Sunday, February 26, 2006

Just In Case You Were Wondering

Ever wondered how yarn winds up where it does in the shop? Why this yarn on this shelf, in this bin? Of course you have. It probably went something like this: "So she said this one was the right gauge for my project, and this one, and . . . this one over here . . . and, wait, wasn't there one on this wall, too? Couldn't they just keep all the DK-weight yarns in the same place??"

You wish. So do we.

Most often, what determines a yarn's location is its put-up, which is the industry term for the shape of the unit: is it 50 grams or 100? And is it in a hank (like Manos or Peruvian Tweed), a twisty skein (like Rapture or Summer Tweed), a doughnut shape (Cashsoft DK or Natasha), a pull-skein (Alpaca Lace or Blizzard), or wound on a spool (Suede or Oriental [which is on sale, by the way])? Even with the versatile shelving system we've got in the West Wing (thanks again, Brent!), some yarns don't work in some places. Some yarns shouldn't be shelved at all, since the skein tends to fall apart as soon as you turn your back.

Or there are so many colors (La Gran) that you can't hope to show them all. This is a chronic problem with Big Wool, but we do it anyway: if it's a yarn we're constantly selling a lot of, we don't want to have to run into the back room for it every minute every day. So if projects frequently call for just a skein or two, we'll devote more shelf space to a yarn, so that people will be able to help themselves.

Which brings us to Provence. What are there, 50 colors? Through the winter, demand was low, and we let the color selection diminish, and we hung a skein of each color on a series of rods in the West Wing, near the other non-wool options (Manos Cotton, Celia, All-Seasons Cotton--see, we try to put yarns of similar function together!). But once the Spring magazines start coming out, and the Spring yarns come in, we're going to be reaching for Provence constantly. It's going to need some serious real estate.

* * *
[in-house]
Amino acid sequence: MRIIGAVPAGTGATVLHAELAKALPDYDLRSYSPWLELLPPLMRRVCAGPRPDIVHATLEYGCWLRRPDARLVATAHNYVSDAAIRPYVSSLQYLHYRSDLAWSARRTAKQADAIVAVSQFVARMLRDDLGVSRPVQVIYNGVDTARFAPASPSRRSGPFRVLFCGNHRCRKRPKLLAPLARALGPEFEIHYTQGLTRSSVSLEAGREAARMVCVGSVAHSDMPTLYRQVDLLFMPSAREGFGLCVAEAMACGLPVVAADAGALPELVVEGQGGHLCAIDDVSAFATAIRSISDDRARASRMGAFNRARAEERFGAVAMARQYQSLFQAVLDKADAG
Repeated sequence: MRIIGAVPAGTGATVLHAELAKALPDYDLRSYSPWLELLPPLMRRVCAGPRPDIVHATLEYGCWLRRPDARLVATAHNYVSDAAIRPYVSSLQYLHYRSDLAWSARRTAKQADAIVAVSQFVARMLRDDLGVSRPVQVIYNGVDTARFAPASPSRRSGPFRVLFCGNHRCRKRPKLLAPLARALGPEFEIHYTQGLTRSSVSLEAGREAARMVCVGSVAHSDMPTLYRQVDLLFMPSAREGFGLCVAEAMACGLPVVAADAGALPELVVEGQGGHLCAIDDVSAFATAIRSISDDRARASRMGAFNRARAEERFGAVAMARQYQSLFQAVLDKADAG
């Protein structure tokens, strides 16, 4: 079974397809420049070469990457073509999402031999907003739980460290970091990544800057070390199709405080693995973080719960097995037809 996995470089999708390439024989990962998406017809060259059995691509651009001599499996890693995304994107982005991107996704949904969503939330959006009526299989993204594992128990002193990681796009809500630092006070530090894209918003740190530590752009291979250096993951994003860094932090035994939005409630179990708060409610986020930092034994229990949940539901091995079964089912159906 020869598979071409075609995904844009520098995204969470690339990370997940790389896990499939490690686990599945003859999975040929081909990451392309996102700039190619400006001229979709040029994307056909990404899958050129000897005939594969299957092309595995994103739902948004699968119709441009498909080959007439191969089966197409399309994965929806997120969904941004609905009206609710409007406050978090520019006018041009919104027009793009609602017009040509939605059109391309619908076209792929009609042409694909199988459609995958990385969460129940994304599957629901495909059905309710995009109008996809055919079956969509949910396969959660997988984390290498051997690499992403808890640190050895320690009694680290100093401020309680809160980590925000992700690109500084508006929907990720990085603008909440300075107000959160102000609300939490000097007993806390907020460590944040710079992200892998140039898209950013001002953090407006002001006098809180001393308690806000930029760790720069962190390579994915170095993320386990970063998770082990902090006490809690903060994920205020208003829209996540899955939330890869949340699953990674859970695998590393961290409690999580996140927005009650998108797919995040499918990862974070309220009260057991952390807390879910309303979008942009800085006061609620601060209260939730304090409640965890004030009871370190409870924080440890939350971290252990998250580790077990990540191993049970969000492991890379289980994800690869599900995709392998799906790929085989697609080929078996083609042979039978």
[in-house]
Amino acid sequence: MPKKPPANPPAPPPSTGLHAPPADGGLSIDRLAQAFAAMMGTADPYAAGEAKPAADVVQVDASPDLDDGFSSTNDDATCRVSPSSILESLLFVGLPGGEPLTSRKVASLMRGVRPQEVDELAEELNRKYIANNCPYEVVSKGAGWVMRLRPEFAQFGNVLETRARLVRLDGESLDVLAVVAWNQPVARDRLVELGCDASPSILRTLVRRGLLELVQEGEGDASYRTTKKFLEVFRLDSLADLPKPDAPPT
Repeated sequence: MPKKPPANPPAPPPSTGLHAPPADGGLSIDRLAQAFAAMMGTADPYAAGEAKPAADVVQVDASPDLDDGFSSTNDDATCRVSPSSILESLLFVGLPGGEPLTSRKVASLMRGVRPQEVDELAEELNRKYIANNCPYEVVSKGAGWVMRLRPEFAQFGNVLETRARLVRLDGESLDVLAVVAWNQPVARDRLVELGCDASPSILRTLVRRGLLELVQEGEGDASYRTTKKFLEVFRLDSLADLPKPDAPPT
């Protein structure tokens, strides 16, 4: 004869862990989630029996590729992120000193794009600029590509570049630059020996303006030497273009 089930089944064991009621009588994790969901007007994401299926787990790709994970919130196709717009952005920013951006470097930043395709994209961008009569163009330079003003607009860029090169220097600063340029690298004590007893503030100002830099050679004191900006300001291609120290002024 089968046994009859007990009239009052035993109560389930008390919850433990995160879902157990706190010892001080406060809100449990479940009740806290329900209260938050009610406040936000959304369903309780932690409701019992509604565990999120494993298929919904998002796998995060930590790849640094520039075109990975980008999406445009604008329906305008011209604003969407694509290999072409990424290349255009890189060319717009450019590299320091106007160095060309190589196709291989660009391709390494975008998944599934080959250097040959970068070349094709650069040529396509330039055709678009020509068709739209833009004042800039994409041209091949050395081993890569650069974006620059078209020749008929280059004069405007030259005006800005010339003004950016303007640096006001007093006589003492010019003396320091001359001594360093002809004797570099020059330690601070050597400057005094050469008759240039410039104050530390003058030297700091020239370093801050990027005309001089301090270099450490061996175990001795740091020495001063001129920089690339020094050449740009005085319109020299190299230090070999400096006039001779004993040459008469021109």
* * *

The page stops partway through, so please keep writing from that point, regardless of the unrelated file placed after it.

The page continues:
In past summers, Provence has gone in the big glass bins in the front room. This has worked well for several reasons: the colors are very visible. There's enough room for all of them, and for more than just a skein or two of each (that fixture is the single most capacious in the shop, barring the Manos wall). Because the skeins are big, they don't avalanche out of the bins every time someone picks one up. And because Provence is the perfect yarn for so many Spring and summer projects all the time, people have to look at it--even though it's over the bench, where there are often people sitting. See, as prominent as that location is, customers often won't browse it at all; whether they're aware of it or not, they're reluctant to disturb anyone sitting anywhere nearby. So we've learned--it took years--that we're dooming a yarn to failure if we put it there, unless it's something that people just have to have: like sock yarn, or Provence, or (sometimes) Noro.

(Notice that it's not just the characteristics of the yarn that come into play when we're deciding where to put something: it's the characteristics of the fixtures, too.)

So Provence is going back into its old spot, here:

But wait! That space wasn't empty before. It was full of sock yarn. Where does the sock yarn go? We thought we'd try the gridbin at the bottom of the stairs--the small bins work best for the small skeins, and that wall is another one where people are reluctant to linger. (That's why the Koigu goes there: because people will do anything for Koigu.)

So we move the sock yarn here:

But wait! That space wasn't empty before. It was full of ribbon and fluffy stuff and things that are good for silly scarves. Hmm. Some went onto the dowels the Provence used to occupy, on the theory that the scarf season is winding down, so it won't be such a problem to have those yarns where people have to ask us to get them from the back room. Some moved to the bookcase by the register, because there were so few skeins left. Some went into baskets on the floor, waiting for inspiration. Some went into the sale bin. Like this:


Frankly, that was a pretty simple move: time-consuming, but straightforward. So the next time you come into the shop and see a few boxes, like this:

--and then, a day or two later, you come in again, and see this:

--bear with us. It's not as simple as it looks.

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